“Political Correctness”: The Politics of Self

“Political Correctness”

Perhaps I’m a dumbass, but I really don’t know what that means.

It appears as if everyone is guilty of this. It’s not monopolized by one side of the political spectrum. As Steven Pinker pointed out, even the Right has it’s own free speech taboos.

I’ll lift an example from an episode of BoJack Horseman. BoJack buys a box of muffins that a Navy Seal (A literal seal) called “dibs” on. The seal then ratted BoJack out to the media. Of course, the media sided with the seal because he was a veteran and was therefore deemed “a hero”. This provokes BoJack into saying something to the effect of “just because you’re a veteran, that doesn’t make you a hero”. Naturally, the media spins this into him saying “veterans aren’t heroes”.

This would be an example of right-wing “political correctness” (although the Left would probably pay some lip service to that outrage as well). Not only would questioning the sanctity of veteranship be taboo on the Right, but so would joking about abortion, the Founding Fathers, the Constitution, and so on. So despite mocking the Left for its “political correctness”, the Right is every bit as guilty as those they bemoan.

Pinker (in the video above) indicates that right-wing political correctness can usually be found in the media and other public spheres, LEFT-WING political correctness (and the kind that gets all the attention) usually runs rampant on college campuses.

In my prior post, I criticized universities for essentially making themselves obsolete in the age of the internet. They are a relic of a by-gone era, when only the wealthy and extraordinarily talented were allowed to be educated. But my primary concern was that colleges were just instruments of further institutionalization (not necessarily indoctrination). At a time when everyone with a college education is riddled with debt and lack necessary skills to succeed in the “real world”, going to college is simply not the smarter decision.

But Pinker seems to be addressing an even larger problem with universities: namely their aim to become ‘indoctrination’ programs (or enabling students to find and develop a “soul”). Few within academia would openly embrace an ‘indoctrination’ objective. Nevertheless, that’s what professors are doing when they label opposing views as “microaggressions” or “weaponizing of language”. Pinker doesn’t think that the objective of universities should be to ‘indoctrinate’, but to expose students to ideas and methods of discussion, so that we can DEBATE the validity of those ideas.

In my argument, universities just aren’t necessary for that end anymore. They are still important apparatuses for knowledge, but the need for a typical “brick and mortar” experience is obsolete. A typical classroom is no longer necessary to learn. I would go so far as to say that most of the learning done towards the end of obtaining a degree is NOT done in a classroom. Fraternities and sororities are a blatant holdover from a by-gone era, and only contribute to inequality and rape culture on campus. AND, it’s too damn expensive. A literal college experience is not necessary for obtaining a liberal (as distinguished from ‘leftist’) education.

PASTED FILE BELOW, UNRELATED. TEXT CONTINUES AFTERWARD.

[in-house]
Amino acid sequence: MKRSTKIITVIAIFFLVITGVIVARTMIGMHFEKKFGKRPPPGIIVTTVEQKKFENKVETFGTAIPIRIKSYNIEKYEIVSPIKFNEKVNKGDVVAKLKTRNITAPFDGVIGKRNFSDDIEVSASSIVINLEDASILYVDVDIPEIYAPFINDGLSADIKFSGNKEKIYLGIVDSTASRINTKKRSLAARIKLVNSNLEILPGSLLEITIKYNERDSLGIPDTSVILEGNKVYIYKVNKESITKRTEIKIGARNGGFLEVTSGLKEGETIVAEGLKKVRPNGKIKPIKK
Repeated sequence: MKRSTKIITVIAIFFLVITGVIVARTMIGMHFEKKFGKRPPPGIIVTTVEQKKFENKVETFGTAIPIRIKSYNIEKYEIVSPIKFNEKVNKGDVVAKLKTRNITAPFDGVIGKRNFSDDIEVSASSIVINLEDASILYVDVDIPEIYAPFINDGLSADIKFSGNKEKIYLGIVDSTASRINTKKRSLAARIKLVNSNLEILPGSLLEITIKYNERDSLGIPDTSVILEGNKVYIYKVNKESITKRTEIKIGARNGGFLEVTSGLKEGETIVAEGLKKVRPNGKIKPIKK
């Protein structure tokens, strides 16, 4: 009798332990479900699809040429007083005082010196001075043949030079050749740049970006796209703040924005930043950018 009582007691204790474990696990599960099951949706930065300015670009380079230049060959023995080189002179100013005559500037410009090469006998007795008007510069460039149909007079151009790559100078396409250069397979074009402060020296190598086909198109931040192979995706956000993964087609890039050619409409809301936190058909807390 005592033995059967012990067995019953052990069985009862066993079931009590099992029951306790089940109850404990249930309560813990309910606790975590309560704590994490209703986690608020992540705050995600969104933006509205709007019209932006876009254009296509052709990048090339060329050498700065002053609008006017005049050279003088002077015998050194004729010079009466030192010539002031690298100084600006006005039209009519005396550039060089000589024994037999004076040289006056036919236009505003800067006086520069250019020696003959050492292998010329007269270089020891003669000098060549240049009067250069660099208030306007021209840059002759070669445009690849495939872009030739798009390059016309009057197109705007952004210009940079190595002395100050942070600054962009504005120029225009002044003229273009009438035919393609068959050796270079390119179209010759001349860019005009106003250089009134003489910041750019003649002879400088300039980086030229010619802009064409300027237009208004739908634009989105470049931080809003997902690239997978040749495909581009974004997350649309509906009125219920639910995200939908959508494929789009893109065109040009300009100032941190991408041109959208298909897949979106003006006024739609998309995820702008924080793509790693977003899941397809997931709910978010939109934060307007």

But also, as Pinker pointed out, the problem with political correctness on campus (or anywhere really) is how we internalize politics. We identify OURSELVES by how we vote and therefore we see differing opinions as a direct attack on US. Therefore shutting down any conversation that can be had on the subject.

And this is something that both sides are guilty of. In 2012, I had a co-worker that got hoppin’ mad that Obama got re-elected and took it so personally that he left work. I have no doubt that there were a few Clinton supporters that took Trump’s victory personally. We project onto a candidate and politics our own identity, to the point where there can only be a narrow road for discussion. And if one deviates from that road ever so slightly, there can be no discussion. And this is likely how we got to where we are today, on a path towards national divorce.

I partly blame social media and online culture for this mess. Social media particularly has secluded us from tactile interaction, to the point where we dehumanize those that disagree with us. Additionally, it has created a “ME” environment. The Self is the center of attention and you are made to feel that ALL of your opinions matter. Anyone that disagrees is only a picture on a screen, they are neither intelligent nor an actual person. All that we come to know of others is the words that they type. We are neither aware of their humanity, nor is it of any concern to us.

Simultaneously, we also become OVERLY reliant on the opinions of others. An idea that implicitly permeates society is: if the internet doesn’t know about it, it didn’t happen. We might not explicitly believe this, but this is how we behave. So although we don’t acknowledge ‘the other’s’ identity as independent of their opinions, we still rely on their opinions to validate OUR existence. Therefore, we require other people to acknowledge our “rights” if we are to have any “rights” whatsoever. So we fail to give ourselves any value outside of the existence of other people.